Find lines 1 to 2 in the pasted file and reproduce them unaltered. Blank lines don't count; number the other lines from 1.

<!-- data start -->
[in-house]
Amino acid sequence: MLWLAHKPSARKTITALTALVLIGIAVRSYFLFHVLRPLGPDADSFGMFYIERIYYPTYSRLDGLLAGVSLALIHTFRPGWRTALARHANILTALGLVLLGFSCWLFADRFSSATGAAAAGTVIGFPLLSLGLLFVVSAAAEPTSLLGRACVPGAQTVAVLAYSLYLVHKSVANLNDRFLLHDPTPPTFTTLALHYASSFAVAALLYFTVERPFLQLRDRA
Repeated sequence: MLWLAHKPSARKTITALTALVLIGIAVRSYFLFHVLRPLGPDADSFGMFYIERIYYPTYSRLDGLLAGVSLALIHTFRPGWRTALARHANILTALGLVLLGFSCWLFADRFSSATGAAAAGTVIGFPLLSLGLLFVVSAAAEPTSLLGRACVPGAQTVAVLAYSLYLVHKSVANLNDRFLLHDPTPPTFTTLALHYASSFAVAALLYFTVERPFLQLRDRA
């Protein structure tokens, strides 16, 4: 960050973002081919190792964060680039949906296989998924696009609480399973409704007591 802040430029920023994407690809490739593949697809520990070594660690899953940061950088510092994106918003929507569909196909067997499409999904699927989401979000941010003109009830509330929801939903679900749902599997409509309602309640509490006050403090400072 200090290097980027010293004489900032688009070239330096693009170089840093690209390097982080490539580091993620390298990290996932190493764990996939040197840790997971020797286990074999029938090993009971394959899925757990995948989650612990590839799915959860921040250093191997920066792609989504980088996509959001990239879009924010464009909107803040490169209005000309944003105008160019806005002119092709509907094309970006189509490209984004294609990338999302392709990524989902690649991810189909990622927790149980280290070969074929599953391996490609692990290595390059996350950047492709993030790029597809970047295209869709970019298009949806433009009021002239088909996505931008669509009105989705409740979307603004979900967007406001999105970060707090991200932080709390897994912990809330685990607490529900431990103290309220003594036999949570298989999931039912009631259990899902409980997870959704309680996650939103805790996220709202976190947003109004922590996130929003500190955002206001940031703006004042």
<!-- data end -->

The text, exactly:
[in-house]
Amino acid sequence: MLWLAHKPSARKTITALTALVLIGIAVRSYFLFHVLRPLGPDADSFGMFYIERIYYPTYSRLDGLLAGVSLALIHTFRPGWRTALARHANILTALGLVLLGFSCWLFADRFSSATGAAAAGTVIGFPLLSLGLLFVVSAAAEPTSLLGRACVPGAQTVAVLAYSLYLVHKSVANLNDRFLLHDPTPPTFTTLALHYASSFAVAALLYFTVERPFLQLRDRA